Sorting by a column is done through the ORDER BY clause. The sorting of data follows the selection process, unless there is an aggregation process. Sorting follows aggregation when it is present in a query. Aggregated data sets are limited to ordering by columns in the GROUP BY clause.

Query ITEM Table






FROM item i

Written by michaelmclaughlin

October 8th, 2009 at 8:42 pm

Posted in

16 Responses to 'Single Table Query'

Subscribe to comments with RSS or TrackBack to 'Single Table Query'.

  1. In the MySQL example for IFNULL the paragraph says that this is Oracles implementation.

    Peter Sumsion

    1 Feb 10 at 3:55 pm

  2. Great catch. I’m proof reading the copy again tonight. This part is actually moving to the other page. Right now it’s in both places.


    1 Feb 10 at 4:09 pm

  3. Hey, I was just reading about the =ALL and in the 3rd paragraph in that section it was accidentally called =AND.

    Rachelle Haynes

    3 Apr 10 at 10:20 pm

  4. Thanks, it’s fixed now.


    5 Apr 10 at 7:57 pm

  5. At the top, should this:

    “Column references don’t require prepending a column with the table or view alias when they’re not unique in the result set.”

    be this:

    “Column references don’t require prepending a column with the table or view alias when they’re unique in the result set.” (removed the not)

    It sounds like the original is saying that you don’t need to prepend columns with a table name even if they are the same. Or is this statement saying:

    “Even if columns have the same results, you don’t have to prepend each column with the table or view alias as long as the column names in each table are unique”

    Chris Staber

    15 Oct 10 at 9:54 am

  6. Is there any differences between Lower() and Upper() functions?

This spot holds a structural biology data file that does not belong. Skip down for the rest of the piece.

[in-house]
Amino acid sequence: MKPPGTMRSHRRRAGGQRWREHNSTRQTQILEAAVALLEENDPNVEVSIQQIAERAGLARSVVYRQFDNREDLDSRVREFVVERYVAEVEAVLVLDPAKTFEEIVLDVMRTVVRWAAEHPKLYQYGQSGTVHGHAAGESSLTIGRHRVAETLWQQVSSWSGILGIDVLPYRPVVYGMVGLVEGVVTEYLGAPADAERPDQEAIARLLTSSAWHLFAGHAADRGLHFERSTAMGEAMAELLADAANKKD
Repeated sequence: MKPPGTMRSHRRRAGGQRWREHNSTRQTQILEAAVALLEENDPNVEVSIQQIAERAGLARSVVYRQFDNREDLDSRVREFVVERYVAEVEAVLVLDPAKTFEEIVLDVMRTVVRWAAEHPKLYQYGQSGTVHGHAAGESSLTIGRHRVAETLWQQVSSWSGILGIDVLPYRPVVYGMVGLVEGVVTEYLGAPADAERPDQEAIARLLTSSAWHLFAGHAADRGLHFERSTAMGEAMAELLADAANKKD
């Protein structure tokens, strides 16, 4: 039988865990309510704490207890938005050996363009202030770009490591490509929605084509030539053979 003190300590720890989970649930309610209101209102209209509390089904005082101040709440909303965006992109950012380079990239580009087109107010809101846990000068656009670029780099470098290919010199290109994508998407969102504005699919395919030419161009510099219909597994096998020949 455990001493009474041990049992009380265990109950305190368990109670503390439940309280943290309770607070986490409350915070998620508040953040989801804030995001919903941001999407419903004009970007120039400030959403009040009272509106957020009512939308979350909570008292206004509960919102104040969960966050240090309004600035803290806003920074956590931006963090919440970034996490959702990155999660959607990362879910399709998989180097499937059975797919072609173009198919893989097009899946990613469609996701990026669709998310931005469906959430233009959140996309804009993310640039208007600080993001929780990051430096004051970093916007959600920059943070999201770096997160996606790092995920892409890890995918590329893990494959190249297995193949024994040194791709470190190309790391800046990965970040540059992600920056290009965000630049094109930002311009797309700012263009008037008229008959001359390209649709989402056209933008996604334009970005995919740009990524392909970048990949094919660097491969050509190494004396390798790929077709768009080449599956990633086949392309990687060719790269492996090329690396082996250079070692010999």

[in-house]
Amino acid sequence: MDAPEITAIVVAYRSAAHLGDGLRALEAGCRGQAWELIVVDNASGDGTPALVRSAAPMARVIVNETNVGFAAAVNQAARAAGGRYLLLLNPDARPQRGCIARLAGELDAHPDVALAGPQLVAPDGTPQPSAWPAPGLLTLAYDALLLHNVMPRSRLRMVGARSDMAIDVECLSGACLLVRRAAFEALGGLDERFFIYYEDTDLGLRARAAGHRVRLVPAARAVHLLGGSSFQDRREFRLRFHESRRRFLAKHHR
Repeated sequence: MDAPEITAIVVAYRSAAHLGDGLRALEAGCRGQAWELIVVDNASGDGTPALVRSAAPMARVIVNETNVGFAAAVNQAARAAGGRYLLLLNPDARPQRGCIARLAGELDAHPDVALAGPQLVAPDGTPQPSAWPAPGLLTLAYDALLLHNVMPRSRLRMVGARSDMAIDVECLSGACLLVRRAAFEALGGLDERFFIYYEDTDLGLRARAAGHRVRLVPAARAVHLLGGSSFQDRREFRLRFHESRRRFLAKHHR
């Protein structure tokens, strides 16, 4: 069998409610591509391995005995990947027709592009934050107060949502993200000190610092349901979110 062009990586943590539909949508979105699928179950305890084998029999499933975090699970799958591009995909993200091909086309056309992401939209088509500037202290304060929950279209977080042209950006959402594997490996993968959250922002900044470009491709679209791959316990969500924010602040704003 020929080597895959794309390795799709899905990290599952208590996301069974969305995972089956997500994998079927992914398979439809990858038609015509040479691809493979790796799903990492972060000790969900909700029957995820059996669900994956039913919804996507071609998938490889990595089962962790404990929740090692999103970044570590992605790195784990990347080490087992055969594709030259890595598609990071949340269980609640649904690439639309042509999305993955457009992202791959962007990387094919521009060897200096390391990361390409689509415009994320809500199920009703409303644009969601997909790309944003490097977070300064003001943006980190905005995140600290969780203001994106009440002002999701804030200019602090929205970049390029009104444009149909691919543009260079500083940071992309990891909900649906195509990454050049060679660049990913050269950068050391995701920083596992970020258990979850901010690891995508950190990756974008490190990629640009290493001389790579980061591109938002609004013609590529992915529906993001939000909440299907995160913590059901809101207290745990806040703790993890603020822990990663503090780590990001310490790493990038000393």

Atsuko Takanabe

    16 Oct 10 at 4:49 pm

  7. One promotes to the ASCII uppercase and the other demotes to ASCII lowercase. Other than that, not really.


    18 Dec 10 at 11:51 pm

  8. There was a typographical error addressed in a comment above, regarding =AND being published instead of =ALL. On the same line, conditions is spelled “conditoins.”

    Then in the fifth paragraph the same =AND also exists along with another “conditoins.”


    2 Feb 11 at 10:12 am

  9. The =ALL operator doesn’t make sense to me, where does it have a useful application? Also the =ALL has the same definition as the definitions of IN, =ANY, =SOME.

    Joshua Floyd

    28 Feb 11 at 5:13 pm

  10. In the NULL SQL Functions under the Oracle section it makes mention of data types that implicitly convert. Do you have any examples of these? Thanks in advance.


    18 May 11 at 10:28 am

  11. When I took this class, I was so confused when I encountered =ALL. It just seemed so useless.
    But then I recently discovered the ANY, SOME, and ALL keywords don’t have to be used with “=”. You could say >ALL or <ALL. Suddenly that keyword became useful.
    If your students now think similarly to me, they'd probably be interested to know that.

    Brandon MacGregor

    2 Apr 13 at 9:26 am

  12. Brandon, Thanks for the note!


    18 Mar 14 at 11:23 am

  13. conditoins = conditions


    18 Oct 14 at 4:24 pm

  14. Joshua, I haven’t found a use for the =ALL operator too often but it’s role occurs while trying to find duplicate data sets. These typically occur because of a coding error.


    22 Oct 14 at 1:59 am

  15. You can check the Oracle document, like Datatype Comparison Rules.


    22 Oct 14 at 2:29 am

  16. Chris, Thanks! It’s fixed.


    25 Oct 14 at 6:46 pm

Leave a Reply